Nickel (Ni) is widely
distributed in nature and is found in animals, plants, and soil; the
concentration of Ni in soil is approximately in the range of 4–80 ppm. Large
amount of Ni is released in the atmosphere due to natural as well as
anthropogenic activities including fossil fuel consumption, the industrial
production (mining, smelting, and refining), use, and disposal of nickel
compounds and alloys, and waste incineration.
In coastal sediments of the Arabian Sea along with the urban Karachi, the
maximum concentration of 74 mg/kg Ni was found at the Lyari location at the most
downstream part of the Malir River. In another study the second highest value of
56.46 mg/kg was found at Karachi Port Trust (KPT) Boat Building Area. In
vegetables, the concentrations of Ni 30.1 mg/kg was observed in vegetables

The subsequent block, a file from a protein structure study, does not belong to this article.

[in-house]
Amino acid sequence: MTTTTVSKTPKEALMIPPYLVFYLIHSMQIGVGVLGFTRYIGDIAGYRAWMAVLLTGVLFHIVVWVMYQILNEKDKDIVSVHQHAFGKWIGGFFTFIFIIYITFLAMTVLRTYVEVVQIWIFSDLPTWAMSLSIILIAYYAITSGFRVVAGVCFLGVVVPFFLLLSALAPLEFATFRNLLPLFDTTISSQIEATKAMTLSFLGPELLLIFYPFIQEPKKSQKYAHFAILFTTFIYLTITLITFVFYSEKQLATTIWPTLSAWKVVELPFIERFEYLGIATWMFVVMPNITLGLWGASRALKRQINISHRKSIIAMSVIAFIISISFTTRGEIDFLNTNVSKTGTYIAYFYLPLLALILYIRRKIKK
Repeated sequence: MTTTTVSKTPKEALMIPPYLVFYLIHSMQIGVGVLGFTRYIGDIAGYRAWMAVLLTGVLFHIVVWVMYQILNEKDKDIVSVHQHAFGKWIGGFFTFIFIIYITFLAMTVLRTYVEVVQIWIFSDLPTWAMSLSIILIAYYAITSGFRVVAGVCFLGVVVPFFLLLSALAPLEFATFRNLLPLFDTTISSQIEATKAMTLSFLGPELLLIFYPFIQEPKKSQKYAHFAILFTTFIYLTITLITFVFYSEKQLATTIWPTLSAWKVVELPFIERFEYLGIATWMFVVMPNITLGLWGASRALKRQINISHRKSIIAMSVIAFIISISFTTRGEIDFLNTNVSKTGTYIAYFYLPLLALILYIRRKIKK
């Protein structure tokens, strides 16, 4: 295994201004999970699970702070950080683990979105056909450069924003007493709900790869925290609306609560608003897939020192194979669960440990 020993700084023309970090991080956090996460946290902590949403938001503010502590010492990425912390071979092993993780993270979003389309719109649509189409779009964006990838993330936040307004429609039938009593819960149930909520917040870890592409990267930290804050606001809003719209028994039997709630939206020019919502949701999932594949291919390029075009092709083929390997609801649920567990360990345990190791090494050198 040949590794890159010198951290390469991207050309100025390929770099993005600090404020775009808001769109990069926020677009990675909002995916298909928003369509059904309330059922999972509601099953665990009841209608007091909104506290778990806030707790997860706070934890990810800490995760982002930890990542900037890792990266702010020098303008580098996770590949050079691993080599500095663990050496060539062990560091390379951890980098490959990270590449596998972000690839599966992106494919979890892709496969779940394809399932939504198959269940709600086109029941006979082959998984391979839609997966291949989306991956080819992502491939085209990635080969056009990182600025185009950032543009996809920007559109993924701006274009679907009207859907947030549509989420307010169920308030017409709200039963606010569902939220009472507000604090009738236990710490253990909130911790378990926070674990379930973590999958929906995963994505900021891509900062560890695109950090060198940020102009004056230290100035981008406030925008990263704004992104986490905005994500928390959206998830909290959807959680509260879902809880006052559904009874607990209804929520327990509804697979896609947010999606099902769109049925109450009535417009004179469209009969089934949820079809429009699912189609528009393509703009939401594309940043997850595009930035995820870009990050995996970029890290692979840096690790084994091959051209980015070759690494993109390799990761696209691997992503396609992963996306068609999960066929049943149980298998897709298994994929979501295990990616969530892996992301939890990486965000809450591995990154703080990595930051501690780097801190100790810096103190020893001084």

irrigated with sewage water in the suburbs of Peshawar city, KPK.
Human exposure to Ni results from Ni contaminated food ingestion, water,
inhalation, and percutaneous absorption [98, 128]. According to International
Agency for Research on Cancer evaluation, Ni compounds are carcinogenic to
humans. Ni metal and compounds cause cancers of the lung and of the nasal cavity
and para-nasal sinuses. High nickel concentrations in surface waters can
diminish the growth rates of algae. Microorganisms can also suffer from growth
decline due to the presence of nickel.